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Antonin J. (they/them)
Antonin J. (they/them)

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10ish Teeny-Tiny Resolutions To Become A Better Developer In 2019

Inpsired by the article 19 teeny-tiny resolutions for a happier 2019, I wanted to go through a list of some awesome small things you can do as a developer to be a better developer. This isn't a list of algorithms to learn, technology to tackle, etc. it's a list of things that hopefully won't take a huge amount of time but will help a good deal.

1. Take the FreeCodeCamp Accessibility Course

Accessibility is a HUGE deal. It's also pretty hot in the development community and a pretty big deal if you know what you're talking about. Not only that, but the course itself is pretty fast and won't change too much in regards to what you do, it'll just help you focus on using the correct HTML markup, teach you about new HTML markup for accessibility (I had no idea accesskey was a thing!), and overall, make you more aware of issues in regards to accessibility.

2. Catch up with an ex-colleague

When we leave jobs, it's sometimes very easy to simply move on completely from the people we've worked with, the environment there, and so on. But, I found it very instructive and helpful to catch-up with people I used to work with.

Aside from a fun social call (that I still highly recommend), keeping connections is pretty big for one's career. You never know when you'll be looking for new work or when you'll be looking for someone you know and trust to join your company.

Bonus points: that ex-colleague doesn't need to be a developer!

3. Clean your keyboard

Get some compressed air and blow all that junk out! Get a cotton swap and some alcohol, wipe down those keys. Or just look up how to do it. That keyboard probably needed some cleaning for quite a while.

4. Watch someone use an OS you're unfamiliar with or one that you hate and see why they like it

This may sound strange but I find it pretty important to listen to why people want to use one platform over another. I'm a Windows user but I've heavily used both Linux (Ubuntu + Arch) as well as MacOS. Knowing why users prefer one over another can also help empathize with your users and other developers.

Try this with web browsers as well if you've got the time. Why does someone use IE Edge? Or Firefox? Or why do people stick with Chrome?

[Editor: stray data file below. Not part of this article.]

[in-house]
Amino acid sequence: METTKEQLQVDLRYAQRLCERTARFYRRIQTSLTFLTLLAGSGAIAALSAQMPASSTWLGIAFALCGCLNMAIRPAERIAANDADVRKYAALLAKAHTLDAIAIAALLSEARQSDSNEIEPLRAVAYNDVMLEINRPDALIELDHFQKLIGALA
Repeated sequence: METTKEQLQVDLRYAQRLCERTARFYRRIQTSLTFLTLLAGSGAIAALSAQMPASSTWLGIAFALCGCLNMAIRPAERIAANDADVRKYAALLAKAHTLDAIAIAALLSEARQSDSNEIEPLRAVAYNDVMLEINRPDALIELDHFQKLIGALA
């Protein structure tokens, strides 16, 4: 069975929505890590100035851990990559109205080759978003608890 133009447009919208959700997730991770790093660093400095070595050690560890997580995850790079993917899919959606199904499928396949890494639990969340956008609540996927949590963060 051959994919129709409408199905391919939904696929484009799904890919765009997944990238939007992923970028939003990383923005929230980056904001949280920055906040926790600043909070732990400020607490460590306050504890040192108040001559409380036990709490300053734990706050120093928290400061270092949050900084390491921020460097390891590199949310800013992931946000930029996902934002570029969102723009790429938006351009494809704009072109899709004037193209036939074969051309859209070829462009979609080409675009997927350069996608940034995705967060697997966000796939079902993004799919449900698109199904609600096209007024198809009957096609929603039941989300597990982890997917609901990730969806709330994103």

5. Watch an online talk on a technology you have been interested in

Documentation tries to teach, and articles tend to either instruct (as in teach) or argue why you should use a technology. But if you want to get a glimpse of how the technology works, what it's used for, or how people write code using that tech, check out a talk.

Check out the Programming Talks repo for the cream of the crop

6. Learn about RSI (Repetitive Stress Injury)

In fact, learn more about how your health is impacted by the work you do. A few years back, I developed a pain in my wrists and forearms because I was using a keyboard that didn't work for me. At some point, it forced me to take breaks from work because my arms just hurt too much.

If you found yourself having back pains, wrist pains, or other pains after working, you might want to check out ways to improve your working environment into a healthier environment.

7. Learn 1 new power-user feature of your code editor

Learning all of an editor's power-user feature-set is really unreasonable but learning feature can help more than you'd expect.

I'm a VS Code user and one feature that I've learned about is that when I press Ctrl+F2 (on Windows) over a variable, I can edit the variable's name across all of its occurrences. I used to use Find & Replace which isn't precise enough and you can't just find/replace all occurrences.

There, if you have VS Code, you've already fulfilled this one.

8. Learn Flexbox or CSS Grid

I lied earlier. This is one technology I'd like to get you to learn. At least, if you're a web developer of any kind at least. Once you get the hang of it (and it won't take too long!), you'll find yourself using it everywhere.

I recently started prototyping a redesign for my site and flexbox + grid made that experience so much better. Here's the ever-changing result if you're interested.

I'm dropping some links here for you:

9. Publish a package

Doesn't matter what language of choice you use, go publish a package! If there is code that you tend to copy/paste between projects, no matter how small or simple, go make a package, publish it on your platform of choice, and start using it.

10. Enjoy the new year!


Wanna hear more from me? Follow me on Twitter or check out my personal blog.

Top comments (21)

ben profile image
Ben Halpern

Fabulous post. I think this stresses the need to survive and be healthy as software developers in the little ways. 3 and 6 get at this in ways that definitely need reminding.

antjanus profile image
Antonin J. (they/them)